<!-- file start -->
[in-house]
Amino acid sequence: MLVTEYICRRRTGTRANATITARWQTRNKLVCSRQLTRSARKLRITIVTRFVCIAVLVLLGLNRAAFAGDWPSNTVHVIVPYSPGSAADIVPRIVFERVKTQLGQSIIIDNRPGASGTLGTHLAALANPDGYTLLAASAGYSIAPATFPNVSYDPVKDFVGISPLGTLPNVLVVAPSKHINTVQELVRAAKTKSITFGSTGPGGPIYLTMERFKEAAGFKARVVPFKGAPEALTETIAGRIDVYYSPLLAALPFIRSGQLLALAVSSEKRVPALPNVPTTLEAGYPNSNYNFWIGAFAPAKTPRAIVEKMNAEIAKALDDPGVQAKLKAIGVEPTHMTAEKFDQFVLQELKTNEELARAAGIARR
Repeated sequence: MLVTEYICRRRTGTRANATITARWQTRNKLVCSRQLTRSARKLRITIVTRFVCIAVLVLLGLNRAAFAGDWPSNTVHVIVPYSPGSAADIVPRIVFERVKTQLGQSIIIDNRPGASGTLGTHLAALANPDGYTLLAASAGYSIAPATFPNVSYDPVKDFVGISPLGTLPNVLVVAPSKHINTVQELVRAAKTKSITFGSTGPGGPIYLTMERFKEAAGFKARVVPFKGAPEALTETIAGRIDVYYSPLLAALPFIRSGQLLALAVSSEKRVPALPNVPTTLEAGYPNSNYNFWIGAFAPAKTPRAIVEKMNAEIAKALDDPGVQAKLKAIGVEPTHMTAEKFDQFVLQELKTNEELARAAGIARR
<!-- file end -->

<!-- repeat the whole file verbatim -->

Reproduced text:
[in-house]
Amino acid sequence: MLVTEYICRRRTGTRANATITARWQTRNKLVCSRQLTRSARKLRITIVTRFVCIAVLVLLGLNRAAFAGDWPSNTVHVIVPYSPGSAADIVPRIVFERVKTQLGQSIIIDNRPGASGTLGTHLAALANPDGYTLLAASAGYSIAPATFPNVSYDPVKDFVGISPLGTLPNVLVVAPSKHINTVQELVRAAKTKSITFGSTGPGGPIYLTMERFKEAAGFKARVVPFKGAPEALTETIAGRIDVYYSPLLAALPFIRSGQLLALAVSSEKRVPALPNVPTTLEAGYPNSNYNFWIGAFAPAKTPRAIVEKMNAEIAKALDDPGVQAKLKAIGVEPTHMTAEKFDQFVLQELKTNEELARAAGIARR
Repeated sequence: MLVTEYICRRRTGTRANATITARWQTRNKLVCSRQLTRSARKLRITIVTRFVCIAVLVLLGLNRAAFAGDWPSNTVHVIVPYSPGSAADIVPRIVFERVKTQLGQSIIIDNRPGASGTLGTHLAALANPDGYTLLAASAGYSIAPATFPNVSYDPVKDFVGISPLGTLPNVLVVAPSKHINTVQELVRAAKTKSITFGSTGPGGPIYLTMERFKEAAGFKARVVPFKGAPEALTETIAGRIDVYYSPLLAALPFIRSGQLLALAVSSEKRVPALPNVPTTLEAGYPNSNYNFWIGAFAPAKTPRAIVEKMNAEIAKALDDPGVQAKLKAIGVEPTHMTAEKFDQFVLQELKTNEELARAAGIARR